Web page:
Francis Bacon, “Portrait of Henrietta Moraes” (1969). All pictures courtesy of Helly Nahmad Gallery.
New York’s Helly Nahmad Gallery is currently showing the first comparative assembly of works by the painters Chaim Soutine and Francis Bacon. Connections between Soutine, whom de Kooning famously called his “favorite artist,” and Bacon, the subject of two Tate Modern retrospectives in his lifetime and one in 2008, have never before been examined by an exhibition at a museum or gallery. SOUTINE/BACON closes on June 18.
More images and text after the jump…
Willem de Kooning wrote that Soutine’s paintings “had a glow that came from within.” Sensual and vibrant, Soutine’s work provides a fascinating contrast to the equally thick vibrancy of Bacon’s art — though in Bacon is a darkness not immediately evident in his Belarus-born contemporary. Both equated art with life, or at least life’s reinvention — the pigment as flesh, form as subject. Where Soutine painted in reaction to the events of World War I, and the circumstances leading up to the second World War and the Holocaust, Bacon’s work was more focused on the individual: Soutine, a Jew, was painting in a war-torn Paris, and Bacon appropriated arresting visual images of body, repainting them into images of his own life and relationships. Both artists arrived at a re-representation of the body, and at a similar technique that used pigment, a sensual material, “slow-flowing and viscous.” In fact, Bacon was heavily influenced by Soutine, whom he met in Paris. At the same time, and as evidenced by the pieces included in SOUTINE/BACON, these two artists created portraits radically different- Bacon painted studies of the body and Soutine painted portraits. Bacon’s portraits are models and Soutine’s studies are reflections.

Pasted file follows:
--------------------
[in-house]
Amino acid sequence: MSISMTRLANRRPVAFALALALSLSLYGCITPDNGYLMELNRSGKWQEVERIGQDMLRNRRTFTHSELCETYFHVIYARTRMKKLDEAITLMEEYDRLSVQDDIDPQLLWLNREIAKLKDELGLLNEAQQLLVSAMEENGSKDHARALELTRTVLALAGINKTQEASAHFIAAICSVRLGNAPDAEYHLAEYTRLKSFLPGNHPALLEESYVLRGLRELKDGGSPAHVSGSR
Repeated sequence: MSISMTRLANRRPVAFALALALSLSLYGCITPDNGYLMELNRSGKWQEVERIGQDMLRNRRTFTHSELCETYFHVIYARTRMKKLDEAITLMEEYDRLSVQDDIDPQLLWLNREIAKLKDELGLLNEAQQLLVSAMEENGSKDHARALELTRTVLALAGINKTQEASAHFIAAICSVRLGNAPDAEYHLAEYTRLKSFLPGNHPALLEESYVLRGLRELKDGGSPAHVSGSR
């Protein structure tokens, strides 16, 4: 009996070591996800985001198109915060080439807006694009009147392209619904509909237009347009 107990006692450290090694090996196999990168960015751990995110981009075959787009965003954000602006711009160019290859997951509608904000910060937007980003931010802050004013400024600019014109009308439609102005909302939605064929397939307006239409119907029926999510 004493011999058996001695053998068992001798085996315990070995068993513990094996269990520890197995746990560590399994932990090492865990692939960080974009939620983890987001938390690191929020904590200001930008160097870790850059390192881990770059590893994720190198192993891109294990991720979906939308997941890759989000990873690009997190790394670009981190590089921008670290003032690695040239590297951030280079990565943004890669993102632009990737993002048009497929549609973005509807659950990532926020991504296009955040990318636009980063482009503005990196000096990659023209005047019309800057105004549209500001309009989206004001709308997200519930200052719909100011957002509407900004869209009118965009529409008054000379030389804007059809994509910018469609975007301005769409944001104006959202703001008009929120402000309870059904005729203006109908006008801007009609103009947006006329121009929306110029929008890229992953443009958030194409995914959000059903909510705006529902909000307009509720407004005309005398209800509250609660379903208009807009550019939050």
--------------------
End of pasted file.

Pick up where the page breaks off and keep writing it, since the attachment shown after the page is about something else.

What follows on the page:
The exhibition is curated by Maurice Tuchman and Esti Dunow, who co-authored Chaim Soutine: Catalogue Raisonné (English translation 2002, Taschen), itself a reexamination of the role that Soutine’s “rough and ready” Expressionism has played in 20th-century art. Comprised of works loaned from both private collections and museums, “SOUTINE/BACON” draws from holdings round the world for a show unique in its juxtaposition of these two artists. Featured institutions include New York’s Metropolitan Museum of Art and Museum of Modern Art; London’s Tate Modern and the Bacon Foundation; Paris’s Centre Georges Pompidou; the Albertina in Vienna; Kunsthaus Zurich; and more.
— Rivka Fogel